Six Important Nutrients for Seniors

by Wellness Editor – MH

It’s no secret that aging presents the body with various challenges, ranging from declining mental sharpness to thickening waistlines to increasingly stubborn aches and pains. As if seniors didn’t have enough to be concerned about, age also makes it more challenging for the body to absorb key nutrients from foods. Because of this, it is important for older adults to emphasize certain vitamins and minerals in their diet. Below are some nutrients that help keep the body healthy well into old age.

 

Calcium – Calcium is synonymous with bone health, and for good reason; the body’s bones need this mineral to remain durable and strong. Unfortunately, starting in early adulthood, the amount of calcium in the bones begins to steadily decline. This trend accelerates after the age of 50. Consequentially, many seniors find themselves at risk of developing osteoporosis, a condition that renders bones weak and prone to fracture.

Seniors, particularly women, are encouraged to protect their bones by consuming an appropriate amount of calcium. According to the National Institutes of Health (NIH), men aged 51 to 70 need 1,000 milligrams of calcium daily, whereas women in the same bracket need 1,200 mg of this nutrient. The NIH also recommends that all seniors over the age of 70 consume 1200 mg of calcium per day. Good calcium sources include skim milk, yogurt, kale, broccoli and salmon.

 

Magnesium – Did you know that the body uses magnesium for over 300 chemical reactions? This mineral allows all of the body’s organs (especially the heart and kidneys) to operate smoothly. In addition, magnesium also works to control muscle contractions, , bolster bone strength and reinforce the immune system. The NIH recommends that men aged 51 and older get 420 mg of magnesium each day; women in this age group need 320 mg daily. Items that are rich in magnesium include almonds, spinach, peanuts, black beans and cashews.

 

Fiber – An appropriate intake of fiber is essential for a healthy digestive system. Fiber helps to prevent constipation by pushing waste through the digestive tract in a timely manner. Men over the age of fifty need 30 daily grams of fiber, whereas women should aim for 21. Your best bets for finding fiber at the supermarket include raspberries, black beans, green peas, baked beans, split peas and lentils.

 

Vitamin B12 – Believe it or not, vitamin B12 is used by every single cell in the body. It is especially important to the cells located in the spinal cord and brain. Regardless of gender, the NIH advises all adults to consume 2.4 micrograms (mcg) of this nutrient per day. Clams, mussels, beef and lamb are loaded with vitamin B12, whereas sizable amounts of vitamin can be found in many types of fish (such as trout, salmon and tuna).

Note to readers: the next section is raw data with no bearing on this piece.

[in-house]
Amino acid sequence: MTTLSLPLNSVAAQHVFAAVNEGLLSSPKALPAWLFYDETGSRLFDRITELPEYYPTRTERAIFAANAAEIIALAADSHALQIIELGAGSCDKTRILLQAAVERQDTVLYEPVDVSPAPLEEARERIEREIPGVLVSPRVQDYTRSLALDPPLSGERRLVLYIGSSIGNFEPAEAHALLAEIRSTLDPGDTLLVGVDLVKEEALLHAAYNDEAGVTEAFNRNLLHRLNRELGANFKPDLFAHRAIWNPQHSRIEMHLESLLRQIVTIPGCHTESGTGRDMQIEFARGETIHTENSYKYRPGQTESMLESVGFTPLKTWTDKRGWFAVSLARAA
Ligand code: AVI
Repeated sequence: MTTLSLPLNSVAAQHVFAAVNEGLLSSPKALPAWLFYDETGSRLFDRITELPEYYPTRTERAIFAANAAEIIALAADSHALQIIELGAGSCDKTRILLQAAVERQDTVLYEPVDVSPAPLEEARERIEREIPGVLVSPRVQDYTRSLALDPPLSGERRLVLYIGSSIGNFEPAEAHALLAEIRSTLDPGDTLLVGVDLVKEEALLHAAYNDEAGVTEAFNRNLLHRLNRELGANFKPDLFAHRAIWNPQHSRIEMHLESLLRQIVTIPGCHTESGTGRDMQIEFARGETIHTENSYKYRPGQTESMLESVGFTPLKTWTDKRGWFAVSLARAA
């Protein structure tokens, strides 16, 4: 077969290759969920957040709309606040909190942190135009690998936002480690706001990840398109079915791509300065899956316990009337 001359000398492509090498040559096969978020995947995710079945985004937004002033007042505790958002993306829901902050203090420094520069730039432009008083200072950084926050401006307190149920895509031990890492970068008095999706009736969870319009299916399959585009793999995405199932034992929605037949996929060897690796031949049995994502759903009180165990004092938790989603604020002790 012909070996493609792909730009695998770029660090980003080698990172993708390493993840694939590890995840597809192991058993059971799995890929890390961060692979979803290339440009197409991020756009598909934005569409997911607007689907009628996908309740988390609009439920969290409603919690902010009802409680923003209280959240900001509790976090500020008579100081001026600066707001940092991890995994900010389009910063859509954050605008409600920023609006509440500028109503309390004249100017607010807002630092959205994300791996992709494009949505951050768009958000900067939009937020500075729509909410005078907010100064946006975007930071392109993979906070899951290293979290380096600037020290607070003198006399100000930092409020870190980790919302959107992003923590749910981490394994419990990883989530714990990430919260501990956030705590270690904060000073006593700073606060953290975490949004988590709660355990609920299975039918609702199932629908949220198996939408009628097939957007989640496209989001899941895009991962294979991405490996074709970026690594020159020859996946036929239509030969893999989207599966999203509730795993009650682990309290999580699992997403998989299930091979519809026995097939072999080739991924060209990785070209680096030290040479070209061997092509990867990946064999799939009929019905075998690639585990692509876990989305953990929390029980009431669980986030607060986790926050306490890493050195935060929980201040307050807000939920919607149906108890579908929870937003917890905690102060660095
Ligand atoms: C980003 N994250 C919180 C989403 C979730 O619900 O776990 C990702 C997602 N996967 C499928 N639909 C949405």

Omega 3 Fatty Acids – You’ve probably heard many good things about omega 3 fatty acids over the last several years. Studies have found that an appropriate intake of this nutrient supports heart health, while simultaneously keeping the body’s triglyceride levels in check

Shoppers have plenty of options when looking for this nutrient. As shown by the following list, many popular types of seafood are absolutely brimming with this nutrient (all of these amounts assume a portion size of 4 oz).

 

Anchovies 2,300-2,400 mg of Omega 3
Salmon 1,200-2,400 mg
Bluefin Tuna 1,700 mg
Sardines 1,100-1,600 mg
Trout 1,000-1,100 mg
Crab 200-550 mg
Cod 200 mg
Scallops 200 mg
Lobsters 200 mg
Shrimp 100 mg

 

For those not partial to seafood, omega 3’s can also be found in kidney beans, pinto beans, walnuts, spinach, broccoli and cauliflower.

 

Potassium – As with vitamin B12, all cells in the body utilize potassium. Potassium’s many functions include managing the amount of water in the body, controlling the blood’s pH (potential hydrogen) level, regulating blood pressure and enabling muscles to contract.

The recommended daily intake of potassium for adults is 4700 milligrams. Very few Americans, however, consume this much potassium on a daily basis. People looking to up their potassium intake could start by picking up some sweet potatoes, orange juice, grapefruit juice and raisins. Other items that feature this nutrient include lima beans, white beans, prunes, carrot juice, halibut and tuna.

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